Auckland, New Zealand's largest city, is a popular starting and ending point for Australia-New Zealand cruise itineraries. Perched near the upper end of the North Island, it has an ideal location for cruise lines looking to schedule calls in other North Island ports (Wellington, Napier and Picton) and South Island towns (Dunedin and Christchurch) in between New Zealand and Australia.
Auckland is the most bustling and cosmopolitan city in New Zealand. Referred to by its original inhabitants as Tamaki Makaurau, which means "Tamaki, desired by many", the harbour town has become more of a desirable place to visit in the past decade or so.
The city's most iconic landmark is the Sky Tower, a massive needle-type attraction built in 1996, which is the tallest manmade structure in the country. But as the latest construction boom shows, there are significant changes to come as the city skyline continues to evolve. Work is now underway to extend the waterfront boundary and build a NZ$35 million (AUD$33 million) tree-lined public space in the ferry basin between Princes Wharf and Queens Wharf.
The Cloud is one of the new contemporary structures that hovers in its cumulus-like form on Queens Wharf. Although initially built as a temporary structure to house fans during Rugby World Cup 2011, The Cloud is still being used as an events venue. The Cloud nods to the Maori name for New Zealand, Aoetearoa, Land of the Long White Cloud. It's also rather fitting that the building is referred to as a caterpillar as it appears Auckland itself has emerged from its own shiny chrysalis in recent years.
What makes Auckland such a desirable destination is its fabulous proximity to the water. Lining the Waitemata Harbour -- which leads to the Gulf of Hauraki and the Bay of Islands -- the city's waterfront bustles with ferry traffic. From the Auckland Ferry Terminal it's an easy hop to Waiheke Island, a one-time hippie hangout that's now earning recognition for its beautiful vistas and thriving winemaking culture.
There's also Devonport, on the north shore, a coastal town full of charm and character that has a great view of Auckland across the harbour. The seaside suburb is replete with cafes, parks and shops and lined with wooden colonial villas built in the late 1800s and early 1900s. You can travel to other scenic spots beyond the more urban waterway, from the gentle Seabird Coast to the south to the rugged Pacific-fringed Northland in the opposite direction. Both are easy day-tripping options.
The revival of Auckland began with the revitalised Ferry Building on the waterfront, which has helped transform the character of the city for the better and made the water's edge more welcoming. The ferry building now houses a couple of swanky restaurants and a gelato bar and nods to the city's past as a major gateway to New Zealand.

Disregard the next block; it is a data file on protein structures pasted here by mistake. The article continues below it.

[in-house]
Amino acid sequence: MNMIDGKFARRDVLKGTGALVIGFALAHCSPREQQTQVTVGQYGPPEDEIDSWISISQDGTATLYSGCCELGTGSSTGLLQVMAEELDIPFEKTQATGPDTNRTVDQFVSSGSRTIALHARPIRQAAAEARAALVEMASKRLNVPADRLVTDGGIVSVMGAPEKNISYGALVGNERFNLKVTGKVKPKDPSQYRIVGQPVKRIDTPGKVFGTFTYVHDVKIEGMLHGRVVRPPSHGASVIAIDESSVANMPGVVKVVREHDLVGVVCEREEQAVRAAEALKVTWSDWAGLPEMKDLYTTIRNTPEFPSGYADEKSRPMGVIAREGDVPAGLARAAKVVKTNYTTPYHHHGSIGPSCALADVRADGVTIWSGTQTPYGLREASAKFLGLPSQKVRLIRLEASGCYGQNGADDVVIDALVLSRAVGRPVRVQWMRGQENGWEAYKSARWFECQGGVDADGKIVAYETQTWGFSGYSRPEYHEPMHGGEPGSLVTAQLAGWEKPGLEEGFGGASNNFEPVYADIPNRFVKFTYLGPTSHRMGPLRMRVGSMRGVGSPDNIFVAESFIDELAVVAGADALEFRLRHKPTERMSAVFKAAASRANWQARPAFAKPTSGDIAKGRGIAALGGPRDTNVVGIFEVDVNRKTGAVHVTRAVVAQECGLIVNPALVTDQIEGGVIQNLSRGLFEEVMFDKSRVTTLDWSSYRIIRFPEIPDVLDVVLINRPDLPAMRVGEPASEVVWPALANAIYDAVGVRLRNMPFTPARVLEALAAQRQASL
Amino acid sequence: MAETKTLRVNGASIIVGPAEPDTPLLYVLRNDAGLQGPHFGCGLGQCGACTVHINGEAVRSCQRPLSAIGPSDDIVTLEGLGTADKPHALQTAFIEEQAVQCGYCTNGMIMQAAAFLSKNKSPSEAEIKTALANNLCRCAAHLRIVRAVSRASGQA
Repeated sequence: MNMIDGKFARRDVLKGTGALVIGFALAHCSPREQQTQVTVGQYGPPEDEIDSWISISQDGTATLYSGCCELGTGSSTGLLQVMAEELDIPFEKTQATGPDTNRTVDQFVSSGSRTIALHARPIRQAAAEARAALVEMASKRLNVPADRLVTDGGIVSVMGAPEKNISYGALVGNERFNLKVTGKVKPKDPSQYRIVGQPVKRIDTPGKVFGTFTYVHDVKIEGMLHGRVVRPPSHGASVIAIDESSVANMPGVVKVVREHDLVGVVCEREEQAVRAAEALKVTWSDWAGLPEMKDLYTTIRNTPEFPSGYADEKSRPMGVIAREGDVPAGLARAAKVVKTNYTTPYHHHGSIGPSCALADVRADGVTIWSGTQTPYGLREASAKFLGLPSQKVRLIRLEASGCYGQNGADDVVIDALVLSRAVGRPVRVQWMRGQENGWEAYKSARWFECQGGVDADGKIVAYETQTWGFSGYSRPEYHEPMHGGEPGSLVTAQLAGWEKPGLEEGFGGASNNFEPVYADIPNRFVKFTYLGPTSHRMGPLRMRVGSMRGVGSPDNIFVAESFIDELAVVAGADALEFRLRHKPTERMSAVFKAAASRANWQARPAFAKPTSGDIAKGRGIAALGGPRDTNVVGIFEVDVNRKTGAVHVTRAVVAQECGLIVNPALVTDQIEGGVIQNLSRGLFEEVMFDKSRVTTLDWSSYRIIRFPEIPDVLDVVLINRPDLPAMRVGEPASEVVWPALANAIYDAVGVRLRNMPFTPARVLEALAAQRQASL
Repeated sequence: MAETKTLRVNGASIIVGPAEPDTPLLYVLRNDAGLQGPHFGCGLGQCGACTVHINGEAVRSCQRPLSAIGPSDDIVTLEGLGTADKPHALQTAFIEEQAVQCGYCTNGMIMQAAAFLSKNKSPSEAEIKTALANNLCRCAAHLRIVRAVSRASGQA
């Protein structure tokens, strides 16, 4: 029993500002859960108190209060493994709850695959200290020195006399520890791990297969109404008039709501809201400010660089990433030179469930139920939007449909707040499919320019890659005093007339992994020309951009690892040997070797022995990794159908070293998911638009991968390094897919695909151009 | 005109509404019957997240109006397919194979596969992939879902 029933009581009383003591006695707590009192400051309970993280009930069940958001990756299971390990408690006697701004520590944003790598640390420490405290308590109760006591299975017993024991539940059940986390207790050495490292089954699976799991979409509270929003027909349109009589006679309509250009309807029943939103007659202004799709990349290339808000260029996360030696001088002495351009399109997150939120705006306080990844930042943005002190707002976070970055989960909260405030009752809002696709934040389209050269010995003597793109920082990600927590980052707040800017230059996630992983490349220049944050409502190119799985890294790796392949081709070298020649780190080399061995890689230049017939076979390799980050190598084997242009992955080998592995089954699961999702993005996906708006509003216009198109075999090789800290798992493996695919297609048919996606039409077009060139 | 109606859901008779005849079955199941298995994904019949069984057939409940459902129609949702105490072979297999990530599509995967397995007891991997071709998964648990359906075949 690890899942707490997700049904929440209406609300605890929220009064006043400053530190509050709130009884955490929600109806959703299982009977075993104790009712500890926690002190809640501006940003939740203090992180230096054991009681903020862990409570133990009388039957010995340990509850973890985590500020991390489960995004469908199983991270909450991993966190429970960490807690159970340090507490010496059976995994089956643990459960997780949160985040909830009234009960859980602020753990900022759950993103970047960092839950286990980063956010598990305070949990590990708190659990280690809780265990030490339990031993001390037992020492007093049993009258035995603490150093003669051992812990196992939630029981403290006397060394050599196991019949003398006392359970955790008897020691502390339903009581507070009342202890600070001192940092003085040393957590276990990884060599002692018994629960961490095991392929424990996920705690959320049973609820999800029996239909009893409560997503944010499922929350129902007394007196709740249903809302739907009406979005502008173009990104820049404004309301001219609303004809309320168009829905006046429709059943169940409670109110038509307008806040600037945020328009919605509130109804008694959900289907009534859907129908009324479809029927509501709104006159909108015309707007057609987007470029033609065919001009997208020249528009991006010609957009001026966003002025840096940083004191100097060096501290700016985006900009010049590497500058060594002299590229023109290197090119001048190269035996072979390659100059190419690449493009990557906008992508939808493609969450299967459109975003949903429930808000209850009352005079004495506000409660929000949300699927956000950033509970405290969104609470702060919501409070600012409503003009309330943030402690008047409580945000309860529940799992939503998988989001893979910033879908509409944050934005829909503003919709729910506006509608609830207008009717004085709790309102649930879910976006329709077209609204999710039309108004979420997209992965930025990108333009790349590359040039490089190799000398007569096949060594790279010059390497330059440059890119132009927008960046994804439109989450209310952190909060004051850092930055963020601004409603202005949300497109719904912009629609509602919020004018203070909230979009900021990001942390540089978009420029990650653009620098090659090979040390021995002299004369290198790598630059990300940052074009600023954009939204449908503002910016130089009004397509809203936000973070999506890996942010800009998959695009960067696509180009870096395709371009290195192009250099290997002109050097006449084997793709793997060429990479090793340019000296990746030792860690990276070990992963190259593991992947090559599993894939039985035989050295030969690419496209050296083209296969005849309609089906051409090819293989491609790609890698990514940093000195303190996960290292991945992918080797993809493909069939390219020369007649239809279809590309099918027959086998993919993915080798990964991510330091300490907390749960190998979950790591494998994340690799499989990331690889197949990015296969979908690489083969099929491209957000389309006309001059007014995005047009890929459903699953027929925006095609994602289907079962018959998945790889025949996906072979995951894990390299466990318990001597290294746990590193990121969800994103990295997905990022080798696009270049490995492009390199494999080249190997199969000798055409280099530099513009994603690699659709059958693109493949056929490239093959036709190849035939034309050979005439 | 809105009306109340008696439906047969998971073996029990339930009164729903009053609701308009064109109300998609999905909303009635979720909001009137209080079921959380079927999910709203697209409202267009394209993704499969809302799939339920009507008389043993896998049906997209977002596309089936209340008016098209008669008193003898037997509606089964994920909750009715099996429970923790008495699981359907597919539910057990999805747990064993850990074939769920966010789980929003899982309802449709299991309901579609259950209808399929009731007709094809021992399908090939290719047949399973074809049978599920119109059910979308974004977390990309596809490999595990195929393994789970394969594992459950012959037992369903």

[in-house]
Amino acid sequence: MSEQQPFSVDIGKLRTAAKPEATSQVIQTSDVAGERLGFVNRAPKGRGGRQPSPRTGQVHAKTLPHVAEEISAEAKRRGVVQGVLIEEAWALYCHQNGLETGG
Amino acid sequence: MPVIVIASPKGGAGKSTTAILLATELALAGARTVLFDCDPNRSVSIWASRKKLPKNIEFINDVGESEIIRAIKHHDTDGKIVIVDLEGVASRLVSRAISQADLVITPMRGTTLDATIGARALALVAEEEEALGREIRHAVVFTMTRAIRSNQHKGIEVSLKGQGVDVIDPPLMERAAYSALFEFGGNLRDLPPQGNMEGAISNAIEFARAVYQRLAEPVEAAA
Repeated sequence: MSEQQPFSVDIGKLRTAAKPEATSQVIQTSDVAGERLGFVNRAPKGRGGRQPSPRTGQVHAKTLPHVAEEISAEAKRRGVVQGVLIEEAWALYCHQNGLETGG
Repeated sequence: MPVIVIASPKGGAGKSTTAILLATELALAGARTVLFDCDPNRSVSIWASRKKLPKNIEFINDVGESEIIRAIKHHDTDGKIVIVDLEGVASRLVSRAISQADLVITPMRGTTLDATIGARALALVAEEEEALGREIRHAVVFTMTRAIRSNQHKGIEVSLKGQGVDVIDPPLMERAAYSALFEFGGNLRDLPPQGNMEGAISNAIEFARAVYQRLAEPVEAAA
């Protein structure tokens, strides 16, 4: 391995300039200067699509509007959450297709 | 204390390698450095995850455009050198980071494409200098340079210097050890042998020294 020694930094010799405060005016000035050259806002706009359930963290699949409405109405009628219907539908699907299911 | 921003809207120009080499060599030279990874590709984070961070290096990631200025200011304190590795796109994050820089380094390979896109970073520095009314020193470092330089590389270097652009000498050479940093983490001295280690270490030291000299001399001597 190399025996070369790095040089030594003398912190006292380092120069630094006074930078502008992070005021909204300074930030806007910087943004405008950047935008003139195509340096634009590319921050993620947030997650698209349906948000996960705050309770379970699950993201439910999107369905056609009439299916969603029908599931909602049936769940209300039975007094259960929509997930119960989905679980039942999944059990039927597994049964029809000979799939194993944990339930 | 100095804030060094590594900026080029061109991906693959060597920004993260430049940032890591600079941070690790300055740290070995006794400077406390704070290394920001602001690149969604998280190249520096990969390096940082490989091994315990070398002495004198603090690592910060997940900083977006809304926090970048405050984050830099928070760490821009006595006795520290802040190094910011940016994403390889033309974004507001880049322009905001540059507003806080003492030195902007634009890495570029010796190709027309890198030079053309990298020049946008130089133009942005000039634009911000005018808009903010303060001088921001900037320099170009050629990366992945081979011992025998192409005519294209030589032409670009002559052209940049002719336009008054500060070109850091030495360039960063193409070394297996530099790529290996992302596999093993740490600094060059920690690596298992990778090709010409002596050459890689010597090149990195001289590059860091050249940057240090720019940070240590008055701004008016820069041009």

Geographic highlights of Auckland, which sits on an isthmus, include the 46 volcanic hills scattered around the city. They're easily identifiable, rising suddenly and steeply and featuring flat tops. On some, such as Mt Eden, the craters are carpeted in moss and feathered with grass. You can drive or walk to the top. The views, stretching past the harbours of Waitemata and Manukau and bordered by mountain ranges, are almost as good as those from Auckland's famous Sky Tower.
What will also impress is the friendliness of Aucklanders. They really do revel in the city's popularity among tourists, whether from the South Island, Australia (a three-hour flight away and the closest major land mass) or from Asia, Europe or the United States. The locals are quick to display a strong sense of pride in their city and take it upon themselves to make sure you've enjoyed your visit.
Nearly everyone working in the hospitality arena -- hotels, shops, restaurants, taxis -- is superbly gracious and efficient (and it's not the anticipation of a gratuity that spurs them on as tipping, outside of restaurants, is not really encouraged). The friendliness is intrinsic, starting with NZ Bus; those not carrying passengers offer signs saying Sorry before they move into Out of Service.
The Viaduct Basin is another structure that has been faithfully restored and it's chock-a-block with cafes, pubs and bistros that continue to open in the wake of the wharf's revitalisation. While the city is very much still under construction -- it is readying itself to host the America's Cup in 2021 -- the vision for downtown Auckland to develop as a vibrant destination is clear. In addition to the planned public space on Quay Street, the Emerging Auckland program includes ongoing investment in the streetscape. And for those cruise passengers who visit Auckland as a day-stop on a South Pacific itinerary or embark or disembark there, that means there's a lot more to explore.